Vol. 13. No. 4
Spring 2004



Dean of Students Stayner Landward

If “dean of students” is your title, your job description changes every day.

Just ask Stayner Landward BS’70 MS’73 PhD’80, the U’s current dean of students.

Lost students? (“I haven’t heard from my son in four days. Do you know where he is?”) Angry students? (“I’m failing economics because my professor doesn’t like me.”) Confused students? (“You mean there are deadlines for tuition payments?”

Ask the dean.

Thirty-two years at the U, the last seven as dean, have given Landward an invaluable institutional memory, a generally unflappable demeanor, and a studied perspective on how the student experience has changed over the years. “The stakes are higher now,” he says. “The competition is keener.”

Landward says several factors have increased the pressure University students face: higher tuition costs; more college graduates competing for jobs; more hours spent working, often to provide for a family; and the rise and fall of the economy (which affects the number of recruiters on campus).

“When I was a student [at the U], the focus was on college as an educational experience, which prevailed over future employment,” he says. Today, he notes, it’s harder to find a job in the desired field, so students come to campus already thinking about the workplace—and feeling the pressure.

For Landward himself, the campus morphed into the workplace years ago. He interned at the admissions office while pursuing a master’s in educational psychology, helping to develop the first academic advising center at the U. He eventually became director of academic advising, then director of admissions, and earned a doctorate in social work along the way. His academic area of emphasis—marriage and family counseling—has surely helped him deal with overloaded students.

But U of U students are still, well…students, exploring academic and social issues in a new, more diverse, setting. So Landward offers them the same advice he gives his own children: “Expose yourself to the diversity of thought and culture available here,” he says. “Be prepared and open to having your traditional thoughts and ideas challenged. If those beliefs are based on sound values, you’ll come 360 degrees back to them, but instead of borrowing them, as you were doing, they’ll be yours.”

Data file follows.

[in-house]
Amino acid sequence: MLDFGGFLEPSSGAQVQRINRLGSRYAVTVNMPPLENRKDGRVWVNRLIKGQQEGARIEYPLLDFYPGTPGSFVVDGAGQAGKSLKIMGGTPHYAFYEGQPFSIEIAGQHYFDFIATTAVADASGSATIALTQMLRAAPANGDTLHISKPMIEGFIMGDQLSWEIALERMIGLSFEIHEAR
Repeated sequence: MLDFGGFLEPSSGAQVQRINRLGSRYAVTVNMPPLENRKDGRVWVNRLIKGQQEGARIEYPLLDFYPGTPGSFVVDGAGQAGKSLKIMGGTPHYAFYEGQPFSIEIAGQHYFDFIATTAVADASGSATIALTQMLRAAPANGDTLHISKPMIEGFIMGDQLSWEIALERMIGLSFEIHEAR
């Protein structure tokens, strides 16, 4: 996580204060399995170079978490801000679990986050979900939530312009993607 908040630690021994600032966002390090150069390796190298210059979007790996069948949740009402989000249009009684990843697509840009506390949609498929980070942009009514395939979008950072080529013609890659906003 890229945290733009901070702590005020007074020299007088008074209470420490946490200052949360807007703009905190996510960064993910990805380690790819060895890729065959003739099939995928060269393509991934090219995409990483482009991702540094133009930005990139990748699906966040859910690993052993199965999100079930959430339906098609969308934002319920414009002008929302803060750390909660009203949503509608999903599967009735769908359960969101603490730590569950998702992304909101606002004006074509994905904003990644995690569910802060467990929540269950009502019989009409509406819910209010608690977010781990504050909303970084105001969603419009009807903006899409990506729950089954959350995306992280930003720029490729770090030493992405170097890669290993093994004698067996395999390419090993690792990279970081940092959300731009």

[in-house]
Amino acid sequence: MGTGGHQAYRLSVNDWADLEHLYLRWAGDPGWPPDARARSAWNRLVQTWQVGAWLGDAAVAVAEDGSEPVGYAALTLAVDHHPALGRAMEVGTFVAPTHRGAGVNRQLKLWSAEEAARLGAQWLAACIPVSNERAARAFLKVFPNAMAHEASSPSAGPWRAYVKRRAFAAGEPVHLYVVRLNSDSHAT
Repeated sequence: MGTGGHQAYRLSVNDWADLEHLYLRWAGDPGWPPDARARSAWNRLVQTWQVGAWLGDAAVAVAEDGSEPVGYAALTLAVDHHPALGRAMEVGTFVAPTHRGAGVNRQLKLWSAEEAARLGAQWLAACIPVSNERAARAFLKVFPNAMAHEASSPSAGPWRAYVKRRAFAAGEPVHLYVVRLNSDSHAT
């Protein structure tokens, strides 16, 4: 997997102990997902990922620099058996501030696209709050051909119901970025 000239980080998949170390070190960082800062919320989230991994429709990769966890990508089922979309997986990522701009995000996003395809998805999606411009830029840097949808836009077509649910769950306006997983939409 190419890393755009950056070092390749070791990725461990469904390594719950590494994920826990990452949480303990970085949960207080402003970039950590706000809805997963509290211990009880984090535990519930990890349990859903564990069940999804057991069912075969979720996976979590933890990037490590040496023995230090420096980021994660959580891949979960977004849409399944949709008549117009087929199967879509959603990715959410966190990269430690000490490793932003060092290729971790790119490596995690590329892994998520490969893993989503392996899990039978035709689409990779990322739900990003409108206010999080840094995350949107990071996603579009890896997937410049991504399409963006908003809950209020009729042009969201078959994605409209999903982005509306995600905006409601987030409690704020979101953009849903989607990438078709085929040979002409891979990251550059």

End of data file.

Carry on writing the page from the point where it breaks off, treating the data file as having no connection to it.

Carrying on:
He adds, “Be open to study-abroad possibilities. Get involved in extracurricular activities, whether it’s sports, service, religion, whatever. And look for leadership opportunities.”

In fact, Landward says that connecting students with those types of opportunities is central to the role of the dean’s office. “Most people think the dean’s job is to address disciplinary matters, but it’s really to be an advocate for community on campus,” Landward says. “I spend most of my time on campus advocacy and leadership issues—everything from diversity scholarships to Stop-the- Hate workshops. We want to create a community here.”

Still, crises and disciplinary issues also make their way to his office, everything from incidents of discrimination to financial problems to traumatic personal events. One of the hardest was the stabbing death of U theater student Amy Quinton in 1999. “It was very difficult,” he says, “but I’m glad that we could find ways to support her family,” including a special Commencement ceremony at which Quinton’s parents accepted her diploma.

Landward’s open-door policy means that a crisis—or a triumph—can walk in at any time, which, he says, is what being a student advocate is all about. “I love the satisfaction of dealing with challenging issues,” he says. “Our team really works to educate students. If you just clobber students, they only learn not to be caught. We want to work toward understanding, for a lifetime change.”


Interim President Lorris Betz

With the departure of J. Bernard Machen, now serving as president of the University of Florida, Dr. Lorris Betz was appointed interim president of the University of Utah, effective Jan. 1, 2004. Betz is currently the University’s senior vice president for health sciences, dean of the School of Medicine, and CEO of the University of Utah Health System. He will serve as interim president until a new president is appointed later in 2004.

Betz began at the University in 1999 and also holds faculty appointments in the Department of Pediatrics and the Department of Neurobiology and Anatomy.

During the interim period, Dr. David J. Bjorkman, currently senior associate dean of the School of Medicine, will serve as the interim dean of the School of Medicine.


How has the U of U student experience changed? Or has it? Continuum asked former ASUU presidents what the campus was like in their day.

Earl Wunderli BA’56 JD’59 1956